Walmart Canada tops diversity and inclusivity study
Its workforce is the leading contributor to consumer perception, followed by its advertising
Canadians regard Walmart as the country’s biggest champion of diversity and inclusion, according to a new survey conducted by Toronto’s Solutions Research Group (SRG) for phase one of its new Diversity & Inclusion Monitor.
The results are based on a survey of 1,350 Canadians conducted in July, in which respondents were asked to identify the companies or brands they regard as leaders in diversity and inclusion on a top-of-mind basis. SRG also conducted follow-up interviews with 420 consumers in September that drilled down further on the preliminary findings.
Respondents cited the diversity of Walmart’s workforce as the primary reason for identifying it as a champion of diversity and inclusion. For many respondents, the idea of diversity went beyond ethnicity to include other factors such as age and disability. Respondents also pointed to Walmart's advertising (both from a thematic and casting standpoint) as a factor.
SRG president Kaan Yigit said Walmart had also been at the forefront of advertising to diverse communities since the company first started conducted research around diversity and inclusion about 15 years ago. In addition to running ads in multiple languages, the retailer has consistently represented the diversity of its employee base in its advertising, he added. “I think people notice that and appreciate that.”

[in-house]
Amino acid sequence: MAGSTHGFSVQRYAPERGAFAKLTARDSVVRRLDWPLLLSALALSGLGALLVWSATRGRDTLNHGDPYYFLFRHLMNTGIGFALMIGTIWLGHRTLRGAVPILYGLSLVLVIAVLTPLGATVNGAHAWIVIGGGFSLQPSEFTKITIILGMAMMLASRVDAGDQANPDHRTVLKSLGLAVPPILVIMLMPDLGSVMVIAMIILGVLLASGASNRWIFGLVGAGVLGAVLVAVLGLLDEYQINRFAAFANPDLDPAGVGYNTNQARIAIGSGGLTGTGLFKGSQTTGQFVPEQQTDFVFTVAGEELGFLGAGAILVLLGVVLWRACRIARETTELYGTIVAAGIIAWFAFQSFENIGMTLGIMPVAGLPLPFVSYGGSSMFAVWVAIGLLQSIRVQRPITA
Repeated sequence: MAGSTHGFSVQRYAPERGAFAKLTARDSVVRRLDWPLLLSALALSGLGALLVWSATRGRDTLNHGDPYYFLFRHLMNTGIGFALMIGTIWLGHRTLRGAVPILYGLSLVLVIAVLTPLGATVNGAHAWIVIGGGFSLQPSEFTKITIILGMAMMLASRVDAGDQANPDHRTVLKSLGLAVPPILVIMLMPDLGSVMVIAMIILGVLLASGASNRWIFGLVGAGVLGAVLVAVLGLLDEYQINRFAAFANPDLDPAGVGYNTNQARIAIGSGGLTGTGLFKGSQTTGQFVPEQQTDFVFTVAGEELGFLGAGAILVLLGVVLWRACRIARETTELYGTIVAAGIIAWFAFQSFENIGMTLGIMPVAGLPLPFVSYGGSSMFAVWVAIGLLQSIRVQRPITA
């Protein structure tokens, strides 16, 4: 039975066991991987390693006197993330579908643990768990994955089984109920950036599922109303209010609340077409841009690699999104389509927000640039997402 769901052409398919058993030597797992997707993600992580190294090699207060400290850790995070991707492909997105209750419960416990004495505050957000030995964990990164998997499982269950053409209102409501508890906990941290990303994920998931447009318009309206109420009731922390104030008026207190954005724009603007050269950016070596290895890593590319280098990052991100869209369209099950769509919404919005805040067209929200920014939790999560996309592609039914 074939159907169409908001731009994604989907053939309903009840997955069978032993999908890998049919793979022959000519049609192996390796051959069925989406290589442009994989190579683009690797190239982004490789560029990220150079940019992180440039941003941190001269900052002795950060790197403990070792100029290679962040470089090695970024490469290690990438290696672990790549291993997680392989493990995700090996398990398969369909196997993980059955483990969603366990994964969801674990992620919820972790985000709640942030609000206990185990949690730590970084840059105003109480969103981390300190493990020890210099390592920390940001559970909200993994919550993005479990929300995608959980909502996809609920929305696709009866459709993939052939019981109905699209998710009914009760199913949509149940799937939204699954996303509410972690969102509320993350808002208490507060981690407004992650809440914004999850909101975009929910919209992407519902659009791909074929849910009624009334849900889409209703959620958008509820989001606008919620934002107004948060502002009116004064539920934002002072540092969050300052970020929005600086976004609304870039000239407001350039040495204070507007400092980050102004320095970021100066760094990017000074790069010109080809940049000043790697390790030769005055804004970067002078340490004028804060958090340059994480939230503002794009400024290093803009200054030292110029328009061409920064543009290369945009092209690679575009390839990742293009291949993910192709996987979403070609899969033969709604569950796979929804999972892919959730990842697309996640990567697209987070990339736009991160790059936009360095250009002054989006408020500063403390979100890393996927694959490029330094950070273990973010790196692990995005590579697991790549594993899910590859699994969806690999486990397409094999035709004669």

“One of Walmart’s core values is respect for the individual, which is centred around inclusivity and diversity,” said the big-box retailer in an emailed statement. “These values extend through our supply chains, to our vendors and into our stores. These basic and fundamental beliefs guide our attitudes and actions every day, always. At Walmart Canada, we strive to create an equitable and inclusive environment where every associate has the opportunity to achieve their full potential.”
Loblaw Companies Ltd. is the only pure-play grocery retailer to appear on the list, ranking seventh overall (as well as fourth overall among Western Canadians and seventh among people in Atlantic Canada), while CPG brands Dove (#10) and Coca-Cola (#11) also appear among the top 25. The list also includes all of Canada’s major banks as well as tech companies including Apple (#8), Google (#9) and Amazon (#13).
“Grocery brands are always highly visible, more so during the pandemic,” said Yigit. “And they are still riding a wave of goodwill as they really became a lifeline for so many whether in store or online through the pandemic.”
While many of the leading brands on the list, such as Walmart, Loblaws, Tim Hortons and RBC, were singled out on the basis of their workforce, Yigit said brands with limited or no consumer touchpoints—such as Coca-Cola and Dove—were ranked almost entirely on the basis of their advertising.
Respondents cited Dove in particular for its long-running “Real Beauty” campaign, with the phrase “women of all shapes and sizes” coming up repeatedly in interviews with consumers.
“If anything, the research tells me consistent and authentic advertising works,” said Yigit. “ no non-advertising touchpoints for these brands, and the only way you might associate them with inclusion and diversity is through their communications.”